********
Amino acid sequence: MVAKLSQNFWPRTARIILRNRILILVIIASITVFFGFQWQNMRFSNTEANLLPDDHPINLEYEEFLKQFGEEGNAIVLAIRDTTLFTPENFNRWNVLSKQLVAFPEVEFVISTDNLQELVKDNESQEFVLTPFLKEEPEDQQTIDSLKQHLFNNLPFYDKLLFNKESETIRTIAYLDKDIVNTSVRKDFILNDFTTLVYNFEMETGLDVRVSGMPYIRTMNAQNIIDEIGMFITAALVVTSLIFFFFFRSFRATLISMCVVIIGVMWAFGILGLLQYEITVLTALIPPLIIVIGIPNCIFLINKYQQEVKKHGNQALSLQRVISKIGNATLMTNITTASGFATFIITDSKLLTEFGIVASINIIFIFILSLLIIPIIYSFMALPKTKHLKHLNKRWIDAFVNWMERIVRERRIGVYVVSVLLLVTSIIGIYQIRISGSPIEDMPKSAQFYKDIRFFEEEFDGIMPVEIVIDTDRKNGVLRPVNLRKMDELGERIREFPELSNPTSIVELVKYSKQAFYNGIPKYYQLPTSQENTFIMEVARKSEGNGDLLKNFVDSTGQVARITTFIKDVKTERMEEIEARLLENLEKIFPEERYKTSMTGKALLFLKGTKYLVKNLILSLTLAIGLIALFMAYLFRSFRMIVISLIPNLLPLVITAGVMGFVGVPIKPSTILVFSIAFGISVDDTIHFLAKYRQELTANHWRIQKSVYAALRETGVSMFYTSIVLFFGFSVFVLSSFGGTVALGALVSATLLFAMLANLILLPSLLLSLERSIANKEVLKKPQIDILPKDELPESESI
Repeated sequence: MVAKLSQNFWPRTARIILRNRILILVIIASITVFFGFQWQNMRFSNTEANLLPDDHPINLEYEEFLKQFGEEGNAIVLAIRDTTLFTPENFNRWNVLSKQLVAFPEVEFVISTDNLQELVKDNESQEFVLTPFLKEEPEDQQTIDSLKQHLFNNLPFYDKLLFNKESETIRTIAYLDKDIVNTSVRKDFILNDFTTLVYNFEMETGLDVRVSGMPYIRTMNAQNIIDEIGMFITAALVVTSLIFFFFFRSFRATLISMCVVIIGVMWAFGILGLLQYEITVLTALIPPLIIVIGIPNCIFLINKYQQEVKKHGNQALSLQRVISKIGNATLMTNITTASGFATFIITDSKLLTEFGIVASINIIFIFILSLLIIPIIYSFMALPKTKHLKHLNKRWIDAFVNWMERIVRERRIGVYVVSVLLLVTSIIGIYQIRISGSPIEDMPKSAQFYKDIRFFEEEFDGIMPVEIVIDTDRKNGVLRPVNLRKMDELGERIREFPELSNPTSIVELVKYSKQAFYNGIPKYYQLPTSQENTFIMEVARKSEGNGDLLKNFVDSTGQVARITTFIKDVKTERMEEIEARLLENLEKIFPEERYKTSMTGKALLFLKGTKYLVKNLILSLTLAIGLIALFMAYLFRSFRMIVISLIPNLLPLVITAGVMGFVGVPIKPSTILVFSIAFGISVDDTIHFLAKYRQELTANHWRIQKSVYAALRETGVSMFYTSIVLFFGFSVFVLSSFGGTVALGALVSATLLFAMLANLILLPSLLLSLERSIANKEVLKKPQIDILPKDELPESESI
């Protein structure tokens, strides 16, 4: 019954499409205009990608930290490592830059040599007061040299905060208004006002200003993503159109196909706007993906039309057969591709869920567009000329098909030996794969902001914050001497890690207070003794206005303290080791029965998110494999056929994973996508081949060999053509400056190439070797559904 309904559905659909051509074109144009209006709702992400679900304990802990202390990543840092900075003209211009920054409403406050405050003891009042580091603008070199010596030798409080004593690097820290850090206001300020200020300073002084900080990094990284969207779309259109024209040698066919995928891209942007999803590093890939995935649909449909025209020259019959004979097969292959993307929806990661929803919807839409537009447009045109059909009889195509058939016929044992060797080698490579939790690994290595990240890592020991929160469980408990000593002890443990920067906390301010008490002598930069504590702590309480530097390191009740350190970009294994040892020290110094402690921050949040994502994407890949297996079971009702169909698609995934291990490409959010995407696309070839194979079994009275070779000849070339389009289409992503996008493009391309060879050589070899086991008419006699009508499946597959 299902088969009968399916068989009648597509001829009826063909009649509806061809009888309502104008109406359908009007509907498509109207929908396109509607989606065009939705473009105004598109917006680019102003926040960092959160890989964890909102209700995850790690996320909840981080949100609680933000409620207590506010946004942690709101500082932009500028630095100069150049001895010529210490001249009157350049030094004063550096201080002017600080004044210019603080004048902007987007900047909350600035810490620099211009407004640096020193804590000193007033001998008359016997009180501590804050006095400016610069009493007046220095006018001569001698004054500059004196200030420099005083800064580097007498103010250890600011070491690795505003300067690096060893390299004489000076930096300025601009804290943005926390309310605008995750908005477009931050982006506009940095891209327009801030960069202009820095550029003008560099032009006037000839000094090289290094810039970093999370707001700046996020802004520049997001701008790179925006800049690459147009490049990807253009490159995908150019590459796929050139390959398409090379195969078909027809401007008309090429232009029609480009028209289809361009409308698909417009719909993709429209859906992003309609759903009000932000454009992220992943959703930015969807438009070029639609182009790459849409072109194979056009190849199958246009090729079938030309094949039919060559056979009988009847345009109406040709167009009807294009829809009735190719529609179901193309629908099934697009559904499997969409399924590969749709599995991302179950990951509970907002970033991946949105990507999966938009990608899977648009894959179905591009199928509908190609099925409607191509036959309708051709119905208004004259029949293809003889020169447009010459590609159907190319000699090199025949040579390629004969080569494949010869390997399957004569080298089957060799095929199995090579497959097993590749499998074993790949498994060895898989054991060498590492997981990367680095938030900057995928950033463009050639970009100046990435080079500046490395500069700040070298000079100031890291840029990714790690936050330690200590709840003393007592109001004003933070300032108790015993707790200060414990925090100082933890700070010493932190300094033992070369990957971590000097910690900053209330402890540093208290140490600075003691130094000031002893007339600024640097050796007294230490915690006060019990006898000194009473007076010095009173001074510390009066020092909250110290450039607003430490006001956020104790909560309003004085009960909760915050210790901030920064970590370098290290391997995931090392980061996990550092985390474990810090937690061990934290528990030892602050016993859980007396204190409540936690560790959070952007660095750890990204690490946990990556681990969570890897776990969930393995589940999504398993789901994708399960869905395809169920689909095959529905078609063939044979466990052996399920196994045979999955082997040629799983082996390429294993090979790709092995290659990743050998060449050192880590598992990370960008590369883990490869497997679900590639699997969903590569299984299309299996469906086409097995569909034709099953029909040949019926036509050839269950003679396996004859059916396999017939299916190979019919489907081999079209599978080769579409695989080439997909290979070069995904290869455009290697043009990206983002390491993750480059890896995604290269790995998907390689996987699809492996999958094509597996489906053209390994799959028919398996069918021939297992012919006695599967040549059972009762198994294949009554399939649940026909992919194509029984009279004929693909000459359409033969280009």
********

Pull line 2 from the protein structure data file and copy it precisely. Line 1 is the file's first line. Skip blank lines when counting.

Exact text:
Repeated sequence: MVAKLSQNFWPRTARIILRNRILILVIIASITVFFGFQWQNMRFSNTEANLLPDDHPINLEYEEFLKQFGEEGNAIVLAIRDTTLFTPENFNRWNVLSKQLVAFPEVEFVISTDNLQELVKDNESQEFVLTPFLKEEPEDQQTIDSLKQHLFNNLPFYDKLLFNKESETIRTIAYLDKDIVNTSVRKDFILNDFTTLVYNFEMETGLDVRVSGMPYIRTMNAQNIIDEIGMFITAALVVTSLIFFFFFRSFRATLISMCVVIIGVMWAFGILGLLQYEITVLTALIPPLIIVIGIPNCIFLINKYQQEVKKHGNQALSLQRVISKIGNATLMTNITTASGFATFIITDSKLLTEFGIVASINIIFIFILSLLIIPIIYSFMALPKTKHLKHLNKRWIDAFVNWMERIVRERRIGVYVVSVLLLVTSIIGIYQIRISGSPIEDMPKSAQFYKDIRFFEEEFDGIMPVEIVIDTDRKNGVLRPVNLRKMDELGERIREFPELSNPTSIVELVKYSKQAFYNGIPKYYQLPTSQENTFIMEVARKSEGNGDLLKNFVDSTGQVARITTFIKDVKTERMEEIEARLLENLEKIFPEERYKTSMTGKALLFLKGTKYLVKNLILSLTLAIGLIALFMAYLFRSFRMIVISLIPNLLPLVITAGVMGFVGVPIKPSTILVFSIAFGISVDDTIHFLAKYRQELTANHWRIQKSVYAALRETGVSMFYTSIVLFFGFSVFVLSSFGGTVALGALVSATLLFAMLANLILLPSLLLSLERSIANKEVLKKPQIDILPKDELPESESI